In an informal survey of high school seniors and college students I conducted this year, I asked what they felt were the two greatest fears a young man must overcome if he is to consider priesthood today. Two-thirds of the students identified celibacy as one of the fears. The other fears, including fear of being unworthy, fear of unhappiness, fear of parents’ responses, and fear of friends’ responses were all far behind.
Using this information we are trying to develop responses that might help young people understand the nature of celibacy. I realize we cannot immediately change the whole culture towards a positive appreciation of priestly celibacy, but I think we can change some hearts of young men who feel the call to consider a life of priestly service. The following thoughts are offered to give a renewed understanding of celibacy from understanding priesthood as sacrament.
Think for a moment about your first reaction to the word “celibacy”. For many people celibacy simply means not being married, not having sex, and not having children. When viewed in this way, a logical question is, “Why would anyone in their right mind choose that for themselves?” Good question. But celibacy cannot be defined merely by a series of negations (no spouse, no children, no sex) anymore than love can be defined only by negation (not hating, not stealing, not abusive). Love is much, much richer than that, and so is celibacy!
Celibacy, like marriage, is intended to be a way of love. In some ways it is a more demanding way of love than marriage. The person who truly embraces celibacy recognizes a call to love that goes beyond the unique and faithful love of husband and wife. For celibacy is a choice to love all people without exclusion. This love
is not easy, but when lived well it is very rewarding.
Why is celibacy important within the context of priesthood? In our Catholic faith priesthood is a sacrament, a grace-filled sign of God’s love instituted by Christ. So is marriage. This means that we believe that there is something integral to the experience of priesthood and marriage that helps us encounter God. For example, in marriage a couple agrees to share life with each other in a permanent, freely given, faithful, and life-giving love. When a couple truly shares that kind of love, we know that they experience God, whose love for us is permanent, freely given, faithful, and life-giving. When we look upon a married couple, we can offer a prayer of thanks because in marriage we are given a grace-filled sign that shines forth God’s love.
Well, what about priesthood? In priesthood, a man accepts a call to be a sacrament of Christ in a profound way. When we look upon the priest, we ought to see the love of Christ reaching out to everyone. We ought to see a forgiving and healing presence of Christ. We ought to see a presence of Christ who is not afraid to speak the truth in the midst of a disbelieving world. We ought to see the Christ who singleheartedly works for the Kingdom of God. We ought to see the sacrificing presence of Christ who gives his life for the sake of the many. To be the profound sacrament of Christ that is intended in priesthood, the Church believes a man should also love in the state of life Christ loved, as a celibate.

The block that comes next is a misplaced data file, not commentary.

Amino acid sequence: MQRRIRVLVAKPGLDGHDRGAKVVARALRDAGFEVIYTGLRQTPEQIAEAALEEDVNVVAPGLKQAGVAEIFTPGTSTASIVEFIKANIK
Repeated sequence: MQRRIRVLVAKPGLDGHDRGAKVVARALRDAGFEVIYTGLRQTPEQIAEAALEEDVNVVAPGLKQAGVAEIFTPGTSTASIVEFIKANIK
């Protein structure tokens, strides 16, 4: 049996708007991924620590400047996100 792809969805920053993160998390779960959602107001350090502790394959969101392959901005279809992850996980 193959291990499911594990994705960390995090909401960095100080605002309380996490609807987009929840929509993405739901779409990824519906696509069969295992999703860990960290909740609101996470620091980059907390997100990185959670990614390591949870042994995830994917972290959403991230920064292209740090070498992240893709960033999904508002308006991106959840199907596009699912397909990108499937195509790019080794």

Because of the various attitudes about sexuality in our contemporary society and the many misconceptions about celibacy that people have, it is common for people who consider priesthood to have fears regarding celibacy. They have met grumpy pastors and seen materialistic priests, and they wonder if celibacy did this to them. They look at their own families, and they wonder if they could ever be happy without a wife and children of their own to love. They have read about priests who have committed serious sexual misconduct, and they hear people claim “celibacy was the reason.”
A man who wishes to embrace celibacy must face not only any inner voices of fear but also the chorus of voices from outside telling him that celibacy has lost its meaning Some people claim celibacy is not normal. It is not normal in the sense that it is not the choice of the majority of people. The vast majority of people choose a path of love within marriage. But this does not mean that Christ’s way of celibate love should not likewise be reverenced and upheld as important. Just as marriage witnesses important aspects of God’s love for us and the love we must have for each other, so celibacy witnesses important aspects of Christ’s presence